I Can Only Hope INEC Is Not Trying To Force APC On Nigerians – Bode George

Bode George
Bode George
Ex-deputy national chairman of the Peoples Democratic Party, Olabode George has come out to express disappointment that the Independent National Electoral Commission is reverting to the manual system of votes collation after the reported failure of its Bimodal Voter Accreditation System meant for the seamless transmission of election results electronically into its server.

He recently had his say while speaking to the press, and Nigerians have been reacting.

According to him, the move is not acceptable at all because it is the same as taking the country back to the period of misery when election results were manipulated between the polling units and the collation centres.

He added that he can only hope INEC is not trying to force the dismal APC government on Nigerians.

His words, “It is the most despicable shameful act, after the certification of the veracity of the BVAS, for the transmission process of results, which was attested to by the mock process successfully embarked on by INEC before the election, coupled by the successful deployment of the system for the Ekiti, Anambra and Osun governorship elections.”

“How on earth can INEC turn around at this critical period, to discredit the system? I hope they are not trying to foster the dismal APC government on Nigerians, who have expressed their determination to do away with this retrogressive party through the poll last Saturday. For instance, Tinubu, was said to have secured 50,000 votes cast in Ikorodu, how can we accept this?”

“I make bold to say, this is a big embarrassment to Nigerians and the international community, whose hopes were raised that the giant of Africa and the most populated black nation has finally got it right and found a permanent solution to her intractable electoral quagmire of several years. Alas, we are being drawn back to our disgraceful past, which to me is also dealing a severe blow to the effort of developed countries like the United States, who made huge financial and material commitments to our electoral process, expected to chart a new course and place Nigeria in her rightful place among the comity of nations.”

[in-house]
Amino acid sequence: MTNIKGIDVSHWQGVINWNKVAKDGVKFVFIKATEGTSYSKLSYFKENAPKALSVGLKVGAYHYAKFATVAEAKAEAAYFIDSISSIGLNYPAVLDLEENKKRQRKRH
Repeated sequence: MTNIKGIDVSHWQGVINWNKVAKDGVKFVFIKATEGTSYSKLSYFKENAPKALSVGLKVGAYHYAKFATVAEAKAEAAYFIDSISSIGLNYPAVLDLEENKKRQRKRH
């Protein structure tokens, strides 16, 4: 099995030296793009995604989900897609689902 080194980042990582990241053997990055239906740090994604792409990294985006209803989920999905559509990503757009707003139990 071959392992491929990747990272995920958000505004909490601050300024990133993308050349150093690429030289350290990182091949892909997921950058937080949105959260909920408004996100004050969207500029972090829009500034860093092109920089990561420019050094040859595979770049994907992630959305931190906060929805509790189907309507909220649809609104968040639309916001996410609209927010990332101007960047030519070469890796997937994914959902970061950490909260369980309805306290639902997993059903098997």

“How can we accept this uncivilised abuse against an established electoral reform already gazetted and entrenched as Electoral Act in our constitution? This is nothing but a reversal of our political fortunes by several millions of backward steps.”

“I am concerned that the international community who have invested their several millions of dollars in financial and material resources would be most bemused by this most unthinkable madness, being demonstrated by the Nigerian electoral umpire. A nation is not about narrow irredentist fixation. It is larger. It is about common goals and shared values. It is about common destinies and common verities. Anything is a conglomeration of indifferent, wobbling and wavering entities. It is deviation from the normative patterns of a nation-state.”

“This is hardly the path of building an enduring nation. Great nations are built upon accommodating largeness where everyone must have a sense of belonging. The fair society insists on merit, frowns upon nepotism, encourages participatory inclusiveness, creates equal opportunity for everyone to actualize themselves. I am hereby calling on the international community, who have their observers on the ground, monitoring this election, to rise and condemn this most self-destructive and annihilating political malfeasance being perpetrated by our INEC.”

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